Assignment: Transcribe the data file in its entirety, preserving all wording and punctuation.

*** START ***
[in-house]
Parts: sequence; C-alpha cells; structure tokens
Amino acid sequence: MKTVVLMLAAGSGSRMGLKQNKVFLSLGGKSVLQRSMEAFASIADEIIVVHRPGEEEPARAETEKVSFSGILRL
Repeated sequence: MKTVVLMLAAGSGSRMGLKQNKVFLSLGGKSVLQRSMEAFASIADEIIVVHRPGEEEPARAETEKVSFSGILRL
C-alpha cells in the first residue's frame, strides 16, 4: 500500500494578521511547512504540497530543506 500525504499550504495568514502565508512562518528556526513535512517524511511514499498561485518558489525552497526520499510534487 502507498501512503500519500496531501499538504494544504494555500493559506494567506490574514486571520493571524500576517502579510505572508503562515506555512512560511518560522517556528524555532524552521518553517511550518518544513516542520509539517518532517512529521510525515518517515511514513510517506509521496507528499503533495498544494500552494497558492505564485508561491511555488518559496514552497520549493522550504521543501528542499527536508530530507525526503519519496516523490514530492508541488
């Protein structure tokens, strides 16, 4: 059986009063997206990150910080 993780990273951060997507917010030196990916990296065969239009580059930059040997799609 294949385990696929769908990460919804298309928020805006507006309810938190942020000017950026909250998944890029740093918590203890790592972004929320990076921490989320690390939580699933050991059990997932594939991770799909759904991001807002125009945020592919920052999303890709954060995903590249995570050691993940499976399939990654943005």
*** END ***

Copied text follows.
[in-house]
Parts: sequence; C-alpha cells; structure tokens
Amino acid sequence: MKTVVLMLAAGSGSRMGLKQNKVFLSLGGKSVLQRSMEAFASIADEIIVVHRPGEEEPARAETEKVSFSGILRL
Repeated sequence: MKTVVLMLAAGSGSRMGLKQNKVFLSLGGKSVLQRSMEAFASIADEIIVVHRPGEEEPARAETEKVSFSGILRL
C-alpha cells in the first residue's frame, strides 16, 4: 500500500494578521511547512504540497530543506 500525504499550504495568514502565508512562518528556526513535512517524511511514499498561485518558489525552497526520499510534487 502507498501512503500519500496531501499538504494544504494555500493559506494567506490574514486571520493571524500576517502579510505572508503562515506555512512560511518560522517556528524555532524552521518553517511550518518544513516542520509539517518532517512529521510525515518517515511514513510517506509521496507528499503533495498544494500552494497558492505564485508561491511555488518559496514552497520549493522550504521543501528542499527536508530530507525526503519519496516523490514530492508541488
């Protein structure tokens, strides 16, 4: 059986009063997206990150910080 993780990273951060997507917010030196990916990296065969239009580059930059040997799609 294949385990696929769908990460919804298309928020805006507006309810938190942020000017950026909250998944890029740093918590203890790592972004929320990076921490989320690390939580699933050991059990997932594939991770799909759904991001807002125009945020592919920052999303890709954060995903590249995570050691993940499976399939990654943005």